GARRETTSVILLE -- Doing nothing was not an option for Fran Teresi when it came to safeguarding the village's drinking water.
As the natural gas and oil industry continues to grow around Garrettsville and throughout northeast Ohio, the trustee on the village's board of public affairs believes so do the risks of possible contamination of the municipal well.
The water source for 2,400 residents is located outside Garrettsville limits, leaving village officials with no control over the drilling locations for both production and waste disposal wells.
"We don't own the property. We really don't know where the drilling is going to go," Teresi said. "I wondered how are we going to know if this is affecting our water? So I started calling different governmental organizations to get information on how to find out."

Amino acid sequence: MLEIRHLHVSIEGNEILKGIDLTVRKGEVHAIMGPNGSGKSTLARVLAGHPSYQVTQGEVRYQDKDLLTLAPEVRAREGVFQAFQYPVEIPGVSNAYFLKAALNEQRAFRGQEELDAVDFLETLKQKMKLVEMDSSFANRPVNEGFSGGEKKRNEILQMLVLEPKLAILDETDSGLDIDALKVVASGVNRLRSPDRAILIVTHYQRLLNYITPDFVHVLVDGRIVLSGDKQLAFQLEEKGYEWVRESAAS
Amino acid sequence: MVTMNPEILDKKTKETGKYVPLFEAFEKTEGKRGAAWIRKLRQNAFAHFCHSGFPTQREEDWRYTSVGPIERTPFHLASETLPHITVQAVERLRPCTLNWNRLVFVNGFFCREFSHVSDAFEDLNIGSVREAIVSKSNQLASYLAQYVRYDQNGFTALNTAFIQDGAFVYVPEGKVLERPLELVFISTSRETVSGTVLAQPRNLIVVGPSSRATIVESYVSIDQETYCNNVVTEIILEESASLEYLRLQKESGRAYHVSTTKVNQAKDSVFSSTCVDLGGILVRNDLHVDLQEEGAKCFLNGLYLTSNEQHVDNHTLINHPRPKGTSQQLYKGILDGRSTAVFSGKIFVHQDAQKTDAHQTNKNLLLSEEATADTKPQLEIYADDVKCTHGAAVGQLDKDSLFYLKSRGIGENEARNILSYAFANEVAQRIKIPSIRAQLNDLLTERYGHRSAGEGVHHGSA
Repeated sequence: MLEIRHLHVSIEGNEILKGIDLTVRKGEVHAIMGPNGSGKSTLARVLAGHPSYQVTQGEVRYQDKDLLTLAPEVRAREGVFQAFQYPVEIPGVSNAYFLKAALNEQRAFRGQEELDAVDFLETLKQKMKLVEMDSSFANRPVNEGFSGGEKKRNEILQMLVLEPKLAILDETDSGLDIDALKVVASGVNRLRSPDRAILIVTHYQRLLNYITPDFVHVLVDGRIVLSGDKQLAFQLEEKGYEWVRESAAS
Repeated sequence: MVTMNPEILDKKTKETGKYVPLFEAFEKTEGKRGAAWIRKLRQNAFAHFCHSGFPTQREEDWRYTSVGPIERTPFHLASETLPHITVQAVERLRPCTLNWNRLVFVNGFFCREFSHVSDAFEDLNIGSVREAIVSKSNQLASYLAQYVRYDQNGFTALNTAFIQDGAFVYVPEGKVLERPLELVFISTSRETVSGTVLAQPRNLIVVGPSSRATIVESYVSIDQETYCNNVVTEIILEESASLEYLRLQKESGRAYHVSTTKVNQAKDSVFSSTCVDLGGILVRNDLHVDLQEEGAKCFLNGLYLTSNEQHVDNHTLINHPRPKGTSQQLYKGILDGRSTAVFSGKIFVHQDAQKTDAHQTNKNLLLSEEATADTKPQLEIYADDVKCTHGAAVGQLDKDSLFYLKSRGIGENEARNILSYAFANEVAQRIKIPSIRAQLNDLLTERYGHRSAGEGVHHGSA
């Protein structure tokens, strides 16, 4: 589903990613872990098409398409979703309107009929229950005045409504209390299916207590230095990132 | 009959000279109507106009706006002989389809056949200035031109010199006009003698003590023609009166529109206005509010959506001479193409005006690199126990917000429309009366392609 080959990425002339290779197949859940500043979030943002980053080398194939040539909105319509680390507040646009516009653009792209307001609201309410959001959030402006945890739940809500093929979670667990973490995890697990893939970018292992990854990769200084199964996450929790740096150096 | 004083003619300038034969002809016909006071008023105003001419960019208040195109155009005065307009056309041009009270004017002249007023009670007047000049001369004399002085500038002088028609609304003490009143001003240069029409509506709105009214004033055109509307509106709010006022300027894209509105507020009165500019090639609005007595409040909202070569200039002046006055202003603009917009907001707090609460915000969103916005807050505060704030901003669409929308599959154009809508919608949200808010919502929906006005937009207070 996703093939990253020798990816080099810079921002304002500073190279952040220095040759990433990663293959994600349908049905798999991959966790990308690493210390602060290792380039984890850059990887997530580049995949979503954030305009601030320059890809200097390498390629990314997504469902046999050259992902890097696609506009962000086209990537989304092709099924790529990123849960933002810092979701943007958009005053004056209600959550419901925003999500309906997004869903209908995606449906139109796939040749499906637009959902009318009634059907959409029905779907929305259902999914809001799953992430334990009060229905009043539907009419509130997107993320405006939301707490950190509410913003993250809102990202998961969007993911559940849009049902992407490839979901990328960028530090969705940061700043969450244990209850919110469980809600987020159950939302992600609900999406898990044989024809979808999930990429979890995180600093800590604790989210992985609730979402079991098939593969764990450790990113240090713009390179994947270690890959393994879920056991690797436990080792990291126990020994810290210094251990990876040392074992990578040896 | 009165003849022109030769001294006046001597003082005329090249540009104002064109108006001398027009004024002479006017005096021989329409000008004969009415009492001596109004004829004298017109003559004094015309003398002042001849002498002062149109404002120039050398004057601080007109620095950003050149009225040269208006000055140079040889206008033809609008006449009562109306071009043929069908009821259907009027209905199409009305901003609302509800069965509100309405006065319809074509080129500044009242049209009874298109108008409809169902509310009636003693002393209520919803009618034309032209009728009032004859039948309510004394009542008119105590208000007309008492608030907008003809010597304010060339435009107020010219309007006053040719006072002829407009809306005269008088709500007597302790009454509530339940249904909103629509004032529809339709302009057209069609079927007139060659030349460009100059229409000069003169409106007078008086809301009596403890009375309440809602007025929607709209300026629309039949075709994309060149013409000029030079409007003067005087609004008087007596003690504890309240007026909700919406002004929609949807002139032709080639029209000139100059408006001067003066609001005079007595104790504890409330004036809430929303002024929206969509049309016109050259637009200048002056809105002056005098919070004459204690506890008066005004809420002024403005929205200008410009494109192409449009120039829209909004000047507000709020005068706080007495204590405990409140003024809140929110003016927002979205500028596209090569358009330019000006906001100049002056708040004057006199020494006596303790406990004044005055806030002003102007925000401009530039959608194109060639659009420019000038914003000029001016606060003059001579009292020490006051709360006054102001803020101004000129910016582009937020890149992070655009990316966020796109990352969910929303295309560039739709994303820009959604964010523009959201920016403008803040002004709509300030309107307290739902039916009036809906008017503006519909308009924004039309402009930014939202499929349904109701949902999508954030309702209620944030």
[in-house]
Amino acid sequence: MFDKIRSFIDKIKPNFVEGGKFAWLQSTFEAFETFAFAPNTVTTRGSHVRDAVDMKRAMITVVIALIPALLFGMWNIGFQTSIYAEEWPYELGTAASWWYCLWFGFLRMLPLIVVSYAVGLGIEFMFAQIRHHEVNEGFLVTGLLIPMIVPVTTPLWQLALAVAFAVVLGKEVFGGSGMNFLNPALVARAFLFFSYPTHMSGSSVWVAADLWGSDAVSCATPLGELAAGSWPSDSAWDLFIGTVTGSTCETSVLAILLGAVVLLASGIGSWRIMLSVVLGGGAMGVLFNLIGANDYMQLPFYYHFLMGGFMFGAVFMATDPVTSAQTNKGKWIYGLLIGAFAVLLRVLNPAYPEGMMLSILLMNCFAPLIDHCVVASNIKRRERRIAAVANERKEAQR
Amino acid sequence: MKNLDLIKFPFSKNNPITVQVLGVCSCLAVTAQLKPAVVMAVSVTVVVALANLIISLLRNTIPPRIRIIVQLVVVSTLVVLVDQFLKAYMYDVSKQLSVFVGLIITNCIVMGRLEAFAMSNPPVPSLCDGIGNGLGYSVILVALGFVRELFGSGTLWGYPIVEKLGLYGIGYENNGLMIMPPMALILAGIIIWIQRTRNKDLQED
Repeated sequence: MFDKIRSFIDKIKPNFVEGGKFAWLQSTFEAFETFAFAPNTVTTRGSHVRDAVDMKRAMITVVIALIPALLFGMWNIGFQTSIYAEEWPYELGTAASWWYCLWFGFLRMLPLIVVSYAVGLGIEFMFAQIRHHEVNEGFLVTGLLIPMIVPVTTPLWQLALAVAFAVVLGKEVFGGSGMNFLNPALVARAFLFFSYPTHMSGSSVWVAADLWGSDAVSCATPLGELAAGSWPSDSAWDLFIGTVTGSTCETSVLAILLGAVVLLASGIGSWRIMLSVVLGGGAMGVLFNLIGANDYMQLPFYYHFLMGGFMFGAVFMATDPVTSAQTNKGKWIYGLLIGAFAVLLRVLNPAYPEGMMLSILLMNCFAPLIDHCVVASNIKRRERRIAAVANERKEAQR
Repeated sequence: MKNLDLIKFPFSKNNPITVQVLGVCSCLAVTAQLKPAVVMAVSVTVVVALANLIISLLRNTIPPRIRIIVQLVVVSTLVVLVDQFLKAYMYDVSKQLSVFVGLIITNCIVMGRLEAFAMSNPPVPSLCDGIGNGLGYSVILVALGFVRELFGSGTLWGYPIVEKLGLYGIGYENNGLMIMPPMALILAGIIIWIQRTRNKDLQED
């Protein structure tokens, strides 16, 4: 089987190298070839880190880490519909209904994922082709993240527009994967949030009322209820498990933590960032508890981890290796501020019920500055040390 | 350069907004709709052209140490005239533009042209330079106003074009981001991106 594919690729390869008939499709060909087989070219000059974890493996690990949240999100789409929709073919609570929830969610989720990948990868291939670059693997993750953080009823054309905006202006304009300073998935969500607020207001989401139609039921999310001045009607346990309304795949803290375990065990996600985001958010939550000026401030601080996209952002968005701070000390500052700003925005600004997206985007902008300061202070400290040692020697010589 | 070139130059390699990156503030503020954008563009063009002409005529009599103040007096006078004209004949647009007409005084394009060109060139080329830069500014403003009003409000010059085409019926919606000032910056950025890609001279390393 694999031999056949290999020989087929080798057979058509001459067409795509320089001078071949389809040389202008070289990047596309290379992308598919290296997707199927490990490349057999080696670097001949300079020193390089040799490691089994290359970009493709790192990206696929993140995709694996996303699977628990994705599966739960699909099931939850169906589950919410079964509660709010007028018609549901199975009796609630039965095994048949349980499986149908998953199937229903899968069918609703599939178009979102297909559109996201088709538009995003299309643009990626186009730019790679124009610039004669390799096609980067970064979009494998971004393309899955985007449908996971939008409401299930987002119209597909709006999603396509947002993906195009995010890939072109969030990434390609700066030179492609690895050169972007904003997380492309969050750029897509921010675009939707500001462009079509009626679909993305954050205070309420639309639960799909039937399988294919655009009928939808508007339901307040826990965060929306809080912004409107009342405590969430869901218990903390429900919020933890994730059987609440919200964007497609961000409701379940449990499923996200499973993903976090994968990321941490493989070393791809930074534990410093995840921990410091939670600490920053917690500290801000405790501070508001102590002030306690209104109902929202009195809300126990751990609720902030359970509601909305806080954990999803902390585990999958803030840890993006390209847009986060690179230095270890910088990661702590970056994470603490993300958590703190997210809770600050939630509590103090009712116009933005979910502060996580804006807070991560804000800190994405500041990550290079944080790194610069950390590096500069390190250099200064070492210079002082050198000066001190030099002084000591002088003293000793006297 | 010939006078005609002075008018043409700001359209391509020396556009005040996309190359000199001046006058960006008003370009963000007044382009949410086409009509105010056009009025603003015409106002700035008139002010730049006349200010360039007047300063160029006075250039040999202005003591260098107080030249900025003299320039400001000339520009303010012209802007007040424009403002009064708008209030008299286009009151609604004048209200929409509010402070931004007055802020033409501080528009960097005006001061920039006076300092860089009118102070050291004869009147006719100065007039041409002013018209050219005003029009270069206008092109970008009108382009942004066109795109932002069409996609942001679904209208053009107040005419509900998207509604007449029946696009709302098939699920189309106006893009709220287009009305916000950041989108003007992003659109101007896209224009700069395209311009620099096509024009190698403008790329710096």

What she found out is that few if any public drinking water sources are doing comprehensive pre-drilling testing.
As a result, this tiny village in eastern Portage County has become somewhat of a trendsetter after its board of public affairs voted unanimously to become the only municipality in Portage, Trumbull or Mahoning counties -- and possibly in northeast Ohio -- to allocate about $35,000 for a consultant's study and the Portage County Board of Health to conduct in-depth sampling of ground water to establish baselines of the existing water quality.
"This was basically something I pulled together. There is no road map out there," Teresi said.
But the expense from limited village coffers has drawn some criticism from residents who wonder why so much money is being spent with no guarantees the data ever will be needed.
Read more about the program, and its pros and cons in the Sunday Tribune Chronicle.